The fascinating thing about looking at and writing about art is that I doubt myself and my assumptions constantly. I have no moral or academic high ground on which, other than the fact that I look, I base my views or opinions. And lots of it. To be honest, I prefer to move on and not write about it if I don’t like anything. In these pages, I think I would rather tell the story of art and artists than force on readers my own cobbled together opinions. You will be, of course, the judge of that.
My kids have developed into young adults who have their own views in the 13 years I’ve been writing about art for The. I took them to exhibits all the time when they were very young, and their observations cut through some pretentiousness and made me laugh out loud (#lol).
“nothing more than a collection of plastic bags.”nothing more than a collection of plastic bags.
“As my 16-year-old daughter looked at the Glasgow Print Studio (GPS) work of John Byrne (80) last Saturday, she casually remarked that a monotype named Untitled (Hand I), with watercolor and ink and pencil drawing, “would probably have been discounted” if she had submitted it to her Higher Art Portfolio because it did not meet the specified requirements and was “too cartoon.”
The work in question depicts the palm of a big hand with fingers spread wide, twisted to the side like Gourock with its crooked little finger. An alarmed-looking cartoonish face is on the palm of this hand, which has a tattooed base for a jaw. On the left, a suit cuff, complete with cufflinks, protrudes from an accusing hand with a pointing finger. So, John Byrne, so far.
The first exhibits to come out of the gate after GPS closed are John Byrne at 80 and Dear John, A Thirty Year Portrait by photographer David Eustace. And what a welcome return it represents.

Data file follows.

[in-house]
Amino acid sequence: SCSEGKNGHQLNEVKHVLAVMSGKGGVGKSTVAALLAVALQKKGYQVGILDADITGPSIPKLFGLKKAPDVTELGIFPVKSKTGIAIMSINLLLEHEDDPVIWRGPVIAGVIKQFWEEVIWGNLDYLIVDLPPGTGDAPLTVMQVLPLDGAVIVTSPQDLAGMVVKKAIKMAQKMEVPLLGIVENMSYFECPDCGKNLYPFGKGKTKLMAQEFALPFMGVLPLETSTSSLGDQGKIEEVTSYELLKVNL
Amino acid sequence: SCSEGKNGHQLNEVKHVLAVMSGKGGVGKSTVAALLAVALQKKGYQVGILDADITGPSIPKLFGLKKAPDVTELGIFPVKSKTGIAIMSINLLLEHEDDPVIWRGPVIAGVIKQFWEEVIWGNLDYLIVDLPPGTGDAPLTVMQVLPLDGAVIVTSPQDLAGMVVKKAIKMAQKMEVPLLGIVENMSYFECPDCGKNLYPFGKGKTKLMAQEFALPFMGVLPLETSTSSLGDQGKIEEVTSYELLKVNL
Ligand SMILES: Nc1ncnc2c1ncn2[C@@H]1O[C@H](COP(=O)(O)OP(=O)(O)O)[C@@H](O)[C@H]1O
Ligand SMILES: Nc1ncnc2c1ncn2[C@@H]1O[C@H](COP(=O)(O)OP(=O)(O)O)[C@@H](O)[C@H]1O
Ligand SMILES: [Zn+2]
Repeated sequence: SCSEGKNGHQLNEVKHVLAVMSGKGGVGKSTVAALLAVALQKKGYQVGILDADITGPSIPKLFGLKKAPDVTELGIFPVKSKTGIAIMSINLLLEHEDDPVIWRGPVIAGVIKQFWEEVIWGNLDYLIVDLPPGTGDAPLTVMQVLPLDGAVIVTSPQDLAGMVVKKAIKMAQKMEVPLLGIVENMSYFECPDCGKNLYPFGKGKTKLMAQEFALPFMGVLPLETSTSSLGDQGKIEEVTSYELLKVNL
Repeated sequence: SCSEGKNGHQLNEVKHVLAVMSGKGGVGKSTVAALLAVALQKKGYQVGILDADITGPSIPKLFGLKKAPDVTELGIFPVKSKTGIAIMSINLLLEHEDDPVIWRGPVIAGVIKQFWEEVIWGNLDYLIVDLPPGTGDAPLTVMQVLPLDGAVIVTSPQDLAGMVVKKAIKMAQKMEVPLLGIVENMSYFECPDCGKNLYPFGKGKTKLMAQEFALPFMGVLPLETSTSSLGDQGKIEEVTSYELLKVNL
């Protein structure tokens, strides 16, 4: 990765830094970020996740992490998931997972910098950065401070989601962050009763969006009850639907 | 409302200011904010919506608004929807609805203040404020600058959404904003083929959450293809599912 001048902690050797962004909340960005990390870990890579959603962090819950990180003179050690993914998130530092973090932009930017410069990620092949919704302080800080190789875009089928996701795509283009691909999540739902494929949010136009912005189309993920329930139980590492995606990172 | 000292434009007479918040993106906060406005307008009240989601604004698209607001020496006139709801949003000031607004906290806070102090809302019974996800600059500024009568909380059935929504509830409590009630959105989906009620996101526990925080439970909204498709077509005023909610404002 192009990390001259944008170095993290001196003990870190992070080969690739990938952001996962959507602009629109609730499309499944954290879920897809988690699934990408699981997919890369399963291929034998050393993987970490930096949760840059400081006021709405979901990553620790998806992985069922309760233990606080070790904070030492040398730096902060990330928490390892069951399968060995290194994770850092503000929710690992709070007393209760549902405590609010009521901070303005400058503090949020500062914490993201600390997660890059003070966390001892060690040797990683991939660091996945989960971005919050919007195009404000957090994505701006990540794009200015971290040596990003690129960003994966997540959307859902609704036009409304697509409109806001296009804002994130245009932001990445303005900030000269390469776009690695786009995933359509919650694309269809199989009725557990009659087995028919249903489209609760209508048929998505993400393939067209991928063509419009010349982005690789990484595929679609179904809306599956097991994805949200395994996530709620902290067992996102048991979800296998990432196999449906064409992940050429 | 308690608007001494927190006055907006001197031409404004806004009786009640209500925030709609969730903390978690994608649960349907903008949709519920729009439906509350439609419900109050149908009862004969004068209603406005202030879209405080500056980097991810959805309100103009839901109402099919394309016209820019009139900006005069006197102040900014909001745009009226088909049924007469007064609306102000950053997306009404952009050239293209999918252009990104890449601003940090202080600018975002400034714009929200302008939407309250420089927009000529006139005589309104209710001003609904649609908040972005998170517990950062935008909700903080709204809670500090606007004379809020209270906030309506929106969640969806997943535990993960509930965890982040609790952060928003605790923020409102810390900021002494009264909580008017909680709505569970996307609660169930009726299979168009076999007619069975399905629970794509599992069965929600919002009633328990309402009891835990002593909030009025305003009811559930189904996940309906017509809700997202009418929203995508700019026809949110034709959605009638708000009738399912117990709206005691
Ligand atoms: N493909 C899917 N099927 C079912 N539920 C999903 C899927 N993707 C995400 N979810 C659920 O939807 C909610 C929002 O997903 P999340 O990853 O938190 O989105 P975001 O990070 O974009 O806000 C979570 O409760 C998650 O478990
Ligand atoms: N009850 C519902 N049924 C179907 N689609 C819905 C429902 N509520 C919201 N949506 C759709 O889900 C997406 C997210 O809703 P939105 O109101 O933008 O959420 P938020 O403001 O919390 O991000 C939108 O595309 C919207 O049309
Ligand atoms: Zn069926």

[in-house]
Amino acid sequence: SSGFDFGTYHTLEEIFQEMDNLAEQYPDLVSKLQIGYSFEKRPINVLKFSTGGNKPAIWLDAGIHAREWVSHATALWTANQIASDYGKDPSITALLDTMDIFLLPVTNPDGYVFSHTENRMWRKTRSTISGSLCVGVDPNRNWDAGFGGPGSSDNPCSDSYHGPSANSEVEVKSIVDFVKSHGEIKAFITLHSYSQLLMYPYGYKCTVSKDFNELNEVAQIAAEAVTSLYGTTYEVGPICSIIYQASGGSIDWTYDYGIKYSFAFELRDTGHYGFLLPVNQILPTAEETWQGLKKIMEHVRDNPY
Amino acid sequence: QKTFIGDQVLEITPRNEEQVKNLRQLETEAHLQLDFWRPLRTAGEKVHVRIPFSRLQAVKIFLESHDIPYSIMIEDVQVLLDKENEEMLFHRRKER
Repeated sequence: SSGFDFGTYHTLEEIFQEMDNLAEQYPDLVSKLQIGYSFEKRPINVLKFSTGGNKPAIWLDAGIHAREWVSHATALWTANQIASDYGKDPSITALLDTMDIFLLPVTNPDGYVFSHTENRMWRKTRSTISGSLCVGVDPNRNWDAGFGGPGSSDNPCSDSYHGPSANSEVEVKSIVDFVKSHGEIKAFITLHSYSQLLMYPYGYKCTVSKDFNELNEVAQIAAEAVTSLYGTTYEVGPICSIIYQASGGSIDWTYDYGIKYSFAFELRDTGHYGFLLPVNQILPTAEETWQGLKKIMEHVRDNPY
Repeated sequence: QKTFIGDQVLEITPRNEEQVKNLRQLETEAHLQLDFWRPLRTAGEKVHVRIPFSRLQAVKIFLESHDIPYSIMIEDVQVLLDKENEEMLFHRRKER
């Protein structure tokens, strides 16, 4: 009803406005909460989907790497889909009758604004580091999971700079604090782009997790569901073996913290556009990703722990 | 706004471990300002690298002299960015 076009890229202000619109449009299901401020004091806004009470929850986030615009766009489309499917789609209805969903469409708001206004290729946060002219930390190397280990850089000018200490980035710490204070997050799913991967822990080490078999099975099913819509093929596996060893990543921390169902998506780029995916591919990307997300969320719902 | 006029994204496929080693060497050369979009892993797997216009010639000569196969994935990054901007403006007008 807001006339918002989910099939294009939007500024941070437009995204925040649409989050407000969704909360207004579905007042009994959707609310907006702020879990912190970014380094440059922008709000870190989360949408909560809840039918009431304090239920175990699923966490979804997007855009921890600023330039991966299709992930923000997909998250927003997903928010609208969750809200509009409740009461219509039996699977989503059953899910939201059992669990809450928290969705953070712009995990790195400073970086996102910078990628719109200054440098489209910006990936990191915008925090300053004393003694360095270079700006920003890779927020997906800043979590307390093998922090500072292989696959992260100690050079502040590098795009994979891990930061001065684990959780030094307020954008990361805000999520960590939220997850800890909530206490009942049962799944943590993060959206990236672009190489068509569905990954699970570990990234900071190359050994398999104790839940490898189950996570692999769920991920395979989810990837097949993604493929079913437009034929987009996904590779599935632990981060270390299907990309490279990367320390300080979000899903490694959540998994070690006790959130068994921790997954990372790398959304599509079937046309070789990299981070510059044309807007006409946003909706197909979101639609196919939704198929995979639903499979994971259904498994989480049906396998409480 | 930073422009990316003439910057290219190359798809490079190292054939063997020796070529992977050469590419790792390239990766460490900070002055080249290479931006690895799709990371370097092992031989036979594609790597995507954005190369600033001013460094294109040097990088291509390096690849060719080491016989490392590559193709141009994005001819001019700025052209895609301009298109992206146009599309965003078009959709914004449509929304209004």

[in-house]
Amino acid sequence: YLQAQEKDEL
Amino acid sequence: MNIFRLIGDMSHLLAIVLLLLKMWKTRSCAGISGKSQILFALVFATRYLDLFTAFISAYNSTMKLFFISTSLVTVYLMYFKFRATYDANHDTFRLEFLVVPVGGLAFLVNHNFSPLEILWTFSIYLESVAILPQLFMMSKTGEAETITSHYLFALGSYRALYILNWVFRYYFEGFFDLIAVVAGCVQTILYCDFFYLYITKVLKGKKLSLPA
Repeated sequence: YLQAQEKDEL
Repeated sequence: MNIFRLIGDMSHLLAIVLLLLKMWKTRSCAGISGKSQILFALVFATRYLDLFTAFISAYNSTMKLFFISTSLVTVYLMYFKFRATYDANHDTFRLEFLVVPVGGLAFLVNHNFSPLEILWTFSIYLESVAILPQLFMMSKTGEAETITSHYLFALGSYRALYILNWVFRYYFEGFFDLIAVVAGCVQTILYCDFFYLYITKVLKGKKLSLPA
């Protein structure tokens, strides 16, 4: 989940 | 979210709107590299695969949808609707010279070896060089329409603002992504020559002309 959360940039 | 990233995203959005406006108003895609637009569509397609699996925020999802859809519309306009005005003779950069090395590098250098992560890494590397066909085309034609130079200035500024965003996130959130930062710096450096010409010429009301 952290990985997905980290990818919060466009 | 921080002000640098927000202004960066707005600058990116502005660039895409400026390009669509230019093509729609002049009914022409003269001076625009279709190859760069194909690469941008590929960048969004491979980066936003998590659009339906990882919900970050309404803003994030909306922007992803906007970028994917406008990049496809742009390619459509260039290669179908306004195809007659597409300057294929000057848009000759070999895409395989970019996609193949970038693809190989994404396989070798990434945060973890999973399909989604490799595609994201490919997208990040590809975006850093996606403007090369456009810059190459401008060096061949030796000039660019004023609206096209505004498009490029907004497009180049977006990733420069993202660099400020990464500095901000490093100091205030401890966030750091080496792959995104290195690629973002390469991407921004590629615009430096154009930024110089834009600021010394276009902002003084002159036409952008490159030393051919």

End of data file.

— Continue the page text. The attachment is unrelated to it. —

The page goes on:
John Byrne at 80 is a retrospective exhibition of the famous Scottish playwright, writer and artist John Byrne, who turned 80 earlier this year, with some 70 original prints (including some mixed media). The works have all been produced since the early 1990s at the Glasgow Print Studio and include a series of new hand-colored screen prints by Byrne at the studio earlier this year.
The partnership of Byrne with the studio dates back to 1976, but this body of work travels seamlessly through a range of styles; from his revisited “Patrick” period (dating back to the 1960s when Byrne created a series of paintings under the guise of “Patrick” after a lack of popularity with London galleries), to Slab Boys, Teddy Boys, works in the Cubist style, Braque-like prints and the lovable Donald prints.
Of course, Byrne takes center stage, and through a series of chameleon-like self-portraits and double portraits, his familiar mad hair, beaky features, dandy mustache and hollow eyes are written broadly on several walls. He plays at every turn with the full spectrum of types of printmaking: etching, monotype, mezzotint, silkscreen, lithograph.
The weight of the years has settled heavily on his shoulders with a reference to his recent landmark birthday, and’ past history’ is a recurrent theme. One of my favourite pieces in the exhibit is a watercolor silkscreen called Momento Mori. In it, Byrne looks at a bright orange backdrop questioningly. His head and shoulders are covered by a skeletal structure with the characteristic long neck that seems to be doing a happy dance.
This sight sent a shiver down my spine, having had no access to real live ‘art’ in recent months. In all kinds of purposes.
Byrne still manages to find a way to establish the medium in which he works for himself. A series of three tiny mezzotint self-portraits from 2010 is painted down, delicate and velvety smooth, while stormy and lively is the much bigger Nova Scotia, a mixed media silkscreen.
The smaller David Eustace display takes a quieter stroll through the last three decades of Byrne’s life, as though there weren’t enough John Byrne portraits in the John Byrne exhibit.
Eustace, the former prison officer, whose photos have appeared everywhere, from Vogue to Tatler